February 28, 2024

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Nubya Garcia blows up jazz with her Afrofuturism sounds: Video

The saxophonist and band leader hailed as one of the scene’s ‘compelling stars’ is all set to make her Australian debut. A jazz revival is under way in England, with reverberations being clocked well beyond the confines of inner-city London.

One of its prime movers is 26-year-old saxophonist and band leader Nubya Garcia, who makes her Australian debut in Melbourne on Thursday and plays at Sydney’s Vivid this month.

“All the bands are wildly different,” says Garcia, when asked to identify what it is that makes the new jazz movement sound so different. “[But] the energy is what’s noticeable”.

Garcia has been hailed by critics, with Rolling Stone labelling her one of the scene’s most “compelling stars” for “tearing through compositions that draw inspiration from Afrofuturism, grime, hip-hop and other genres that hovered around her club-kid youth”.

She says the compact nature of London is partly responsible for the new sound. “London’s kind of full. It’s vibrant, busy, there’s a lot going on,” she says. “It must come through in what we do. In terms of what we’re exposed to, definitely every night of the week you can go and hear completely different, completely brilliant music. Tiny little warehouses – that’s where we cut our teeth. Little nights – anywhere between 50 and 700 people crammed in – that’s the kind of vibe.”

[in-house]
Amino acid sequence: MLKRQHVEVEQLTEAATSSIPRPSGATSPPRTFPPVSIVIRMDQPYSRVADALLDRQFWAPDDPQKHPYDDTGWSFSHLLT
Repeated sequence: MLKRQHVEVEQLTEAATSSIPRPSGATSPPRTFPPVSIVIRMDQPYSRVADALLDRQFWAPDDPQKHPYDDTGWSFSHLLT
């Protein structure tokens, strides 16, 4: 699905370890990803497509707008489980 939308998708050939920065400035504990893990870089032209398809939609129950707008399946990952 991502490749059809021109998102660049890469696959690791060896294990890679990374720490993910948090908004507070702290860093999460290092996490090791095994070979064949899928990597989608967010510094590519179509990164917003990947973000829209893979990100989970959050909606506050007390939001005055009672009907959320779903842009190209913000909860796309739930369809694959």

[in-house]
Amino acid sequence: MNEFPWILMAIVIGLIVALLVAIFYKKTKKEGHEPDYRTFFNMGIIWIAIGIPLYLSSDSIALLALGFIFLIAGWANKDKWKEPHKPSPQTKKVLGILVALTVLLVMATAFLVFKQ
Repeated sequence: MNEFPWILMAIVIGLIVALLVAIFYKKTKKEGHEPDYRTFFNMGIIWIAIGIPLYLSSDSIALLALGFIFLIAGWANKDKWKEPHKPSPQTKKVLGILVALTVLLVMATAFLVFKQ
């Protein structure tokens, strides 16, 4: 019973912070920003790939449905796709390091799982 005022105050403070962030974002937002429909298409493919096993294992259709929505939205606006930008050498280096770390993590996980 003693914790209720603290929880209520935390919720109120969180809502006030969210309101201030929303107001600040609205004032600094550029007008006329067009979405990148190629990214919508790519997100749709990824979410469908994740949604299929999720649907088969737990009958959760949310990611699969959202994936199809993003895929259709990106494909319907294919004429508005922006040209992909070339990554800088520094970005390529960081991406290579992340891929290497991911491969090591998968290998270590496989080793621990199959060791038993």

London has, of course, been the epicentre of previous jazz revivals; even before Ronnie Scott founded his still-thriving Soho club in 1959.

In the 1980s, Courtney Pine, Cleveland Watkiss and friends led an empowering Black movement centred around a teeming group called the Jazz Warriors, while the following decade produced the somewhat misnamed and dance-oriented “acid jazz” scene.

In contrast, this latest renaissance feels far more political, socially conscious and musically progressive. For starters, there’s little evidence of pop-chart aspirations in the avant-garde, free-form blowings of Garcia and her fellow horn playing contemporaries Theon Cross, Yazz Ahmed, Laura Jurd, Emma-Jean Thackeray and Shabaka Hutchings.

Hutchings seriously bent ears recently at his Sydney Festival show, with his all-male, but resolutely feminist group, the Ancestors, while the number of women instrumentalists prominent in the scene is also remarkable and refreshing.

The breeding ground for much of this is an organisation called Tomorrow’s Warriors.

“Basically that’s where we all met,” says Garcia. “It’s definitely a community hub and has been for generations. Shabaka, Peter Edwards, Binker Golding – who plays with Moses Boyd – Zara McFarlane – lots of us. It’s a youth development organisation that focuses on black and ethnic minorities, and women, bringing them through music, and specifically the jazz idiom.”

Not everyone in this complex, far-reaching web has come through the Tomorrow Warriors program, but its ethos of sharing opportunities and promoting improvisation as a gateway to trust goes beyond its graduates. Many of the scene’s players collaborate on each other’s records and guest in each other’s bands.

“We all want each other to do well, be happy and to be making music that we want to be making,” Garcia says. “It’s not really ever been about being better than each other. We all want to do well.”

Nubya Garcia makes her Australian debut at Vivid this month.

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